In his fourth collection, Geoffrey Nutter beckons us into his lush imagination—where bygone monoliths cast shadows over new landscapes—a world of dreams, rife with unexpected encounters. The Rose of January reveals the craftsmanship of a poet well acquainted with many vocabularies, one who grants us access to a realm beyond the bounds of our own imaginative sufficiency.
Nutter’s new volume ends up at once whimsical and tragic, a rich set of hues and a series of shadowy corners, whose allusive poems become places in which we hope to get lost.
Like Italo Calvino meets Wallace Stevens meets William Gass with a dash of Kafka tossed in, Nutter’s writing has one foot planted firmly in reality and the other in the fantastical world of the poet’s imagination.
Nutter is staging a poetic dialogue where poetry searches for its place between fancy and cultural relevance...in the sense that a speaker guides his reader through an excited (if not ecstatic), fanciful discovery, then both speaker and reader are empowered (or at least delighted) by the discovery, and then that discovery occupies a part of the cultured life accrued by the reader.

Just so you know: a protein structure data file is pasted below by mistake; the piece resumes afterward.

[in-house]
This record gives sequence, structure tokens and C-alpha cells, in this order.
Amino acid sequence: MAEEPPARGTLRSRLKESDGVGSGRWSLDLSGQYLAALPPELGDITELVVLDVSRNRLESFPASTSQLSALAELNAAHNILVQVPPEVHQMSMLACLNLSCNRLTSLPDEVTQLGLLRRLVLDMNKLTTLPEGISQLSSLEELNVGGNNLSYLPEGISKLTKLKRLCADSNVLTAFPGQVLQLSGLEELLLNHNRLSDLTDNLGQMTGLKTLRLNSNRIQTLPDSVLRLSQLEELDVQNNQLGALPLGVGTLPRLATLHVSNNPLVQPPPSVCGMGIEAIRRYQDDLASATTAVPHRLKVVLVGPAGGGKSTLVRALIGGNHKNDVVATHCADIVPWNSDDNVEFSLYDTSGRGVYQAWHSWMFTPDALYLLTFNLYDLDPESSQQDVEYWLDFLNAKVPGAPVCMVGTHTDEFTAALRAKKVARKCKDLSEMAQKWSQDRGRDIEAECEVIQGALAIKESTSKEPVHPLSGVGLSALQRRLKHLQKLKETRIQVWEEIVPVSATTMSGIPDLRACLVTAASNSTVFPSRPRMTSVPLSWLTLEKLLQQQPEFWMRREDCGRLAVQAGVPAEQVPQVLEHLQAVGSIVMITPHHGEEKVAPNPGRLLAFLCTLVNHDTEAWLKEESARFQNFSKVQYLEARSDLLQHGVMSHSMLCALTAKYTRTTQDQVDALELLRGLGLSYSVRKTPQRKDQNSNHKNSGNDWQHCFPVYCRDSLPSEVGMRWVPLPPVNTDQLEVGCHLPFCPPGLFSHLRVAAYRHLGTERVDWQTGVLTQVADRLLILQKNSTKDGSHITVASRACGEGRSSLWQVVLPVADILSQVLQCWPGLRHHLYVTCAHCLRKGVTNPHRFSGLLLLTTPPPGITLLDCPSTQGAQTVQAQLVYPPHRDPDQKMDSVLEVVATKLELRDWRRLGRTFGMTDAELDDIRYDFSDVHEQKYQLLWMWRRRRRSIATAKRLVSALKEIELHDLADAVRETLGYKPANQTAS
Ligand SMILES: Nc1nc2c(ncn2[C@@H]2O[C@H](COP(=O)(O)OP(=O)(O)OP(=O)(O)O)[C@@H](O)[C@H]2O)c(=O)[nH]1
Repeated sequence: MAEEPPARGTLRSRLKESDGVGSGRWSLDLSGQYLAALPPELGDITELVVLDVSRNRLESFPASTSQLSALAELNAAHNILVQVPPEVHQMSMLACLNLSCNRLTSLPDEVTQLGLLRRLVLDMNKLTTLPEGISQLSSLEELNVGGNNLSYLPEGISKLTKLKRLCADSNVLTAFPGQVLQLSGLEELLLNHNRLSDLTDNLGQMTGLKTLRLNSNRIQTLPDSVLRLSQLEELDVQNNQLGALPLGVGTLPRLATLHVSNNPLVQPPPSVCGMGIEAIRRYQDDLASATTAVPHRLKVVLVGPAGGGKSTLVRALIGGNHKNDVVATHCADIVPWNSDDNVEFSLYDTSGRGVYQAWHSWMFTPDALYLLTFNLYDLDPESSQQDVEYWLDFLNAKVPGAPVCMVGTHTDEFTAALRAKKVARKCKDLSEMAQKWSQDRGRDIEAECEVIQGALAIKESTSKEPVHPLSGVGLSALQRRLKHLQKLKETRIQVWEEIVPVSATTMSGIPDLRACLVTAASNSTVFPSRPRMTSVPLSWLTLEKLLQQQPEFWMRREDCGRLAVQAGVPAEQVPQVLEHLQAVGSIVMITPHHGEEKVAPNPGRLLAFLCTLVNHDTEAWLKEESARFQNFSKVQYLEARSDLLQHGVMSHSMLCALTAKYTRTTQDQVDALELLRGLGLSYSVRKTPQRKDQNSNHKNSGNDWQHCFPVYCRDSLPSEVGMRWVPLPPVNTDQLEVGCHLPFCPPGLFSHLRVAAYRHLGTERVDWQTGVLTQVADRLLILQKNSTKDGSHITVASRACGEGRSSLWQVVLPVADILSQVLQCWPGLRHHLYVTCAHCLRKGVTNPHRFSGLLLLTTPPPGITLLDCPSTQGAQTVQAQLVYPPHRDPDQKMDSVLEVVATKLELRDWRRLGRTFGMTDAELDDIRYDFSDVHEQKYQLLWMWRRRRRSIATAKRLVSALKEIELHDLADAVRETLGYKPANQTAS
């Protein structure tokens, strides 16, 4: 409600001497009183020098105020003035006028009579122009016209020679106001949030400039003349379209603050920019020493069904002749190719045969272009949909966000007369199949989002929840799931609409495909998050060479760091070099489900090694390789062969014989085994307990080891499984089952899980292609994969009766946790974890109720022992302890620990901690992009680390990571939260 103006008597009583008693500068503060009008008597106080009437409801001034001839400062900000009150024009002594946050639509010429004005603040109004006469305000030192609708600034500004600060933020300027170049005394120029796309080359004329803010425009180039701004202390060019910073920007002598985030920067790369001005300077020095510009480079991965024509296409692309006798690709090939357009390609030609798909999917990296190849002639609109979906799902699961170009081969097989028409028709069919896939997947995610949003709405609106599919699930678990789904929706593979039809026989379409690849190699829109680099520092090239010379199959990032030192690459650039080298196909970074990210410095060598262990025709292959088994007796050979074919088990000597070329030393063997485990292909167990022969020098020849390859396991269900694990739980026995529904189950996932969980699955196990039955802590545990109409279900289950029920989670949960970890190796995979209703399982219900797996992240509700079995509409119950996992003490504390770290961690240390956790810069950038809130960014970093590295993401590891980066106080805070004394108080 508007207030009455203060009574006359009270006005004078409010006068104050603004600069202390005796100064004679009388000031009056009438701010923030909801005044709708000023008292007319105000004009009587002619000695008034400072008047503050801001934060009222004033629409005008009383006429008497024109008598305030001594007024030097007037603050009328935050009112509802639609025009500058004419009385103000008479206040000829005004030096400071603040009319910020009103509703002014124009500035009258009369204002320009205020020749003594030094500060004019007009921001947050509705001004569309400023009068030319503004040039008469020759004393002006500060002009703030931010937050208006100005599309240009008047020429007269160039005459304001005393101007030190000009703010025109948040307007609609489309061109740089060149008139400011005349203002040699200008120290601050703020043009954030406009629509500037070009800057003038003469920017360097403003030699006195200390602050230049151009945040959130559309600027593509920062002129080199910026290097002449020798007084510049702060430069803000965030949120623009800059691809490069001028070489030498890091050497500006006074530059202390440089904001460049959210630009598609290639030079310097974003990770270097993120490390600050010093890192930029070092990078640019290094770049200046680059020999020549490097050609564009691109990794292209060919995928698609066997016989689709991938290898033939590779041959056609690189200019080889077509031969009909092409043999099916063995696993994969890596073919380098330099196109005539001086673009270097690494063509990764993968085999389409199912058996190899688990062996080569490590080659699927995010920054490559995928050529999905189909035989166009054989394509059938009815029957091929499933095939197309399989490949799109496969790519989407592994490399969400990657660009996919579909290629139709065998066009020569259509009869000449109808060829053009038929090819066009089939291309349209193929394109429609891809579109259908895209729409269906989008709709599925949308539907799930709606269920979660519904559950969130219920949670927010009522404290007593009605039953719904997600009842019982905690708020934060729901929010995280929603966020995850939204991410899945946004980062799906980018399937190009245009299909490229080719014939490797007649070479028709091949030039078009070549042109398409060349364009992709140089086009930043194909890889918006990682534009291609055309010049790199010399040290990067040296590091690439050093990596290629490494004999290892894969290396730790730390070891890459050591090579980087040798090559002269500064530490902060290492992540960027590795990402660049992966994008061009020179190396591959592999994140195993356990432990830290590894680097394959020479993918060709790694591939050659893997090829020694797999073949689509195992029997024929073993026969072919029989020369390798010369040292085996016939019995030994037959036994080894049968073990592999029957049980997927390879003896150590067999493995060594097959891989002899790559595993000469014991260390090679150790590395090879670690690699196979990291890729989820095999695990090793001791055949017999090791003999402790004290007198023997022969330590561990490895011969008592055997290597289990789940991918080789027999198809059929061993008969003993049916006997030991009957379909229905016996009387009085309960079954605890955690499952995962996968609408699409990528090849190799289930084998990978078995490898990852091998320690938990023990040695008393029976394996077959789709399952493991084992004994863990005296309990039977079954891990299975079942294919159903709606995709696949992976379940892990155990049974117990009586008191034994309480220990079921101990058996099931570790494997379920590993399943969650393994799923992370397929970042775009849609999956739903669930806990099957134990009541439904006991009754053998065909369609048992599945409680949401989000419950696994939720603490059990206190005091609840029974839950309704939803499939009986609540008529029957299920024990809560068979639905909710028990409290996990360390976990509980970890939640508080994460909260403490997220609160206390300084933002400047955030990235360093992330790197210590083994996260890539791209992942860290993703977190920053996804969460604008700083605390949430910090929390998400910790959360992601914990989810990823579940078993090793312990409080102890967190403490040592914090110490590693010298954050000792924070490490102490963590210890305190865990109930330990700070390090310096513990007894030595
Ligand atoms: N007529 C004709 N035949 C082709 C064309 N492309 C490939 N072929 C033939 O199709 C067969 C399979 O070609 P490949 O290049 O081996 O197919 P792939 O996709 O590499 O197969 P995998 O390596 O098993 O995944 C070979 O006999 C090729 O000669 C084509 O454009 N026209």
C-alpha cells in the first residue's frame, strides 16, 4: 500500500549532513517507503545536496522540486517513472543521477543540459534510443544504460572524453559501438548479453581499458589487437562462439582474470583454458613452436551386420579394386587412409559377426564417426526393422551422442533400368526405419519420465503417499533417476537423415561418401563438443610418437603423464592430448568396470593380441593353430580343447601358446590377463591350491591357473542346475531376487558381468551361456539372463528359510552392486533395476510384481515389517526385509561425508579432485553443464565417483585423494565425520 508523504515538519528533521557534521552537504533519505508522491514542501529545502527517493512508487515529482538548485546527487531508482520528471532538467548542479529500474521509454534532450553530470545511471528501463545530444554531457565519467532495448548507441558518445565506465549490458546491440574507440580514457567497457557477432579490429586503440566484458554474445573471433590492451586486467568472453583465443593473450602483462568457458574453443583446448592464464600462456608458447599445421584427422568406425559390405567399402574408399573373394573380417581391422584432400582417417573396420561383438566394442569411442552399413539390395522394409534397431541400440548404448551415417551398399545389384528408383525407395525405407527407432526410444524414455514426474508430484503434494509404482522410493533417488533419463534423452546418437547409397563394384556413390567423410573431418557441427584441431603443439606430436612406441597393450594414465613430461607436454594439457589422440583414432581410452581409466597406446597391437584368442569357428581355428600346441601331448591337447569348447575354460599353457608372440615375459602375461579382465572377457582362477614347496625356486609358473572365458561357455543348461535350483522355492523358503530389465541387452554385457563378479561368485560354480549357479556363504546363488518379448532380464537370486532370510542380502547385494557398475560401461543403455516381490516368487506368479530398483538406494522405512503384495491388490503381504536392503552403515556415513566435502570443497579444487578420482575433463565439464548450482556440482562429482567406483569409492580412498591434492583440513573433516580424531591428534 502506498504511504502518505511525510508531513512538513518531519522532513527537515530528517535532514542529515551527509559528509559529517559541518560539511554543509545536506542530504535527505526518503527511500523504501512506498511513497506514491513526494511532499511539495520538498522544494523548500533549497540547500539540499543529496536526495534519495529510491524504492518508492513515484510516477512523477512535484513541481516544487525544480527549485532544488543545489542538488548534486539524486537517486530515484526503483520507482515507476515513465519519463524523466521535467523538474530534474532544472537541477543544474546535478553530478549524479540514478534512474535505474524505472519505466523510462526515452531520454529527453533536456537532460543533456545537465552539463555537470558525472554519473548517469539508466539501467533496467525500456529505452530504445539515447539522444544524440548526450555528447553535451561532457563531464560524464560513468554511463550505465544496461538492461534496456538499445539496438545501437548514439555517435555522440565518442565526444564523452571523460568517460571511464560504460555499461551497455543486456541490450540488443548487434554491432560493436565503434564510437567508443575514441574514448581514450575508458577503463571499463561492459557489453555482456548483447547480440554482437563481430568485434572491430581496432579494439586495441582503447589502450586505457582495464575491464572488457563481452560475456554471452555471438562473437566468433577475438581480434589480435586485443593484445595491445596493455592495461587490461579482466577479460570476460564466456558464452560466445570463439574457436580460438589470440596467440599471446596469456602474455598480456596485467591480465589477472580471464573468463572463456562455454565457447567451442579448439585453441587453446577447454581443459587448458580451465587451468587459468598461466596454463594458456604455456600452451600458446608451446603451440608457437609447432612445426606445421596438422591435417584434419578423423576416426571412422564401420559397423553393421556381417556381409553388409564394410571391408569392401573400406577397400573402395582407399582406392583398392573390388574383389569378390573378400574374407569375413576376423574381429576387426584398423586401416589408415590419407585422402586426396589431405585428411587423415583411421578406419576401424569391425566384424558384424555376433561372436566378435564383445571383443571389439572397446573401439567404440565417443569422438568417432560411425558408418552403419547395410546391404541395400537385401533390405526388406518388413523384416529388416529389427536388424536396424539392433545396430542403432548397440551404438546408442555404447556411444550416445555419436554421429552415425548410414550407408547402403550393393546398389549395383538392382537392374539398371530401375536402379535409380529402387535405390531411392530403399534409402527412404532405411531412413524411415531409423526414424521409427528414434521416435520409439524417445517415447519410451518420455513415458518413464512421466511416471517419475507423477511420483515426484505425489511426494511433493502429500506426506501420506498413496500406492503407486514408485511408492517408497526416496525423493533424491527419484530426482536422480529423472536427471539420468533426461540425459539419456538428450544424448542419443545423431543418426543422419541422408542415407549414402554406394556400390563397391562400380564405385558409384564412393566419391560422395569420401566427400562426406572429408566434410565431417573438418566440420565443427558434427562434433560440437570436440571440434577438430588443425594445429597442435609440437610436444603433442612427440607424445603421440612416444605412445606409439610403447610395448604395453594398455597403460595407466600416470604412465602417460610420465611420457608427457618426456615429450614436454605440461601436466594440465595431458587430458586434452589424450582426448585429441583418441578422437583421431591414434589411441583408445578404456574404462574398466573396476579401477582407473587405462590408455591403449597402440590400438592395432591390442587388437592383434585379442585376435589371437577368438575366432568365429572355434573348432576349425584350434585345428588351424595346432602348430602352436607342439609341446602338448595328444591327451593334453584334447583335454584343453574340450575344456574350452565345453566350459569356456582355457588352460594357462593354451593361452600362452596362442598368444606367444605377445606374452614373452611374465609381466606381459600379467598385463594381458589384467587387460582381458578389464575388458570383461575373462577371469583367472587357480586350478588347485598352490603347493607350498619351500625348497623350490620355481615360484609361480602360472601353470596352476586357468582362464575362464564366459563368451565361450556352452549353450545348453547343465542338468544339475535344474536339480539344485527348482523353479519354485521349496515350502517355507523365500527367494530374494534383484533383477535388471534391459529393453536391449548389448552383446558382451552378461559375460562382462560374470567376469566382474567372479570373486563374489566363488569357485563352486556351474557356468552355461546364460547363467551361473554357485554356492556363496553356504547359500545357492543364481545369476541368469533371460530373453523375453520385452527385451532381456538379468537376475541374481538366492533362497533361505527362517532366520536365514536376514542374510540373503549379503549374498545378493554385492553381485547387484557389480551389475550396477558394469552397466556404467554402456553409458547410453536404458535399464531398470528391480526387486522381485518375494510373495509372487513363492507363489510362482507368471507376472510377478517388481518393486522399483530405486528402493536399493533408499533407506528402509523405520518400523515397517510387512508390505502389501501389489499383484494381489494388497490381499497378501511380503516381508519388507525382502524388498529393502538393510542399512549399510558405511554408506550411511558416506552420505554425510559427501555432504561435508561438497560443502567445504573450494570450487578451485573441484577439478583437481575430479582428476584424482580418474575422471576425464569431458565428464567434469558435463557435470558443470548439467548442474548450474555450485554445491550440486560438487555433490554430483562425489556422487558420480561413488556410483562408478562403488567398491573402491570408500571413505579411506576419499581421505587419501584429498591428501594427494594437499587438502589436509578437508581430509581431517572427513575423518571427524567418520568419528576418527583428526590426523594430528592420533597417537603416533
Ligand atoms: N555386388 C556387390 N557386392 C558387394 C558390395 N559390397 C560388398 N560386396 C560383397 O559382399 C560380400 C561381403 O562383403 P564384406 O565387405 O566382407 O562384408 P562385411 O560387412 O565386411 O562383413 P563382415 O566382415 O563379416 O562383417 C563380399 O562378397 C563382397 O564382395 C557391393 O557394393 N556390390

Kent Shaw, The Rumpus
The appeal of Nutter’s poems lies in their freedom to reach back and forth through time, snatching one exotic word after another, not so much to construct arguments, but to delight.
John Ebersole, Coldfront
Whatever’s smuggled into these poems—the Petronas Towers, Afghanistan cliffs, Lugers and New Jersey—obeys the abstract logic at the heart of descriptive writing: the sweet ease of writing’s intangibility, its virtual tease.
Adam Fitzgerald, The American Reader
Geoffrey Nutter is the author of A Summer Evening (winner of the 2001 Colorado Prize), Water’s Leaves & Other Poems (Winner of the 2004 Verse Press Prize), Christopher Sunset (winner of the 2011 Sheila Motton Book Award), The Rose of January (Wave Books, 2013), and Cities at Dawn (forthcoming from Wave Books, 2016). He has taught poetry at Princeton, Columbia, University of Iowa, NYU, and the New School, and currently teaches Greek and Latin Classics at Queens College. He runs the Wallson Glass Poetry Seminars in New York City.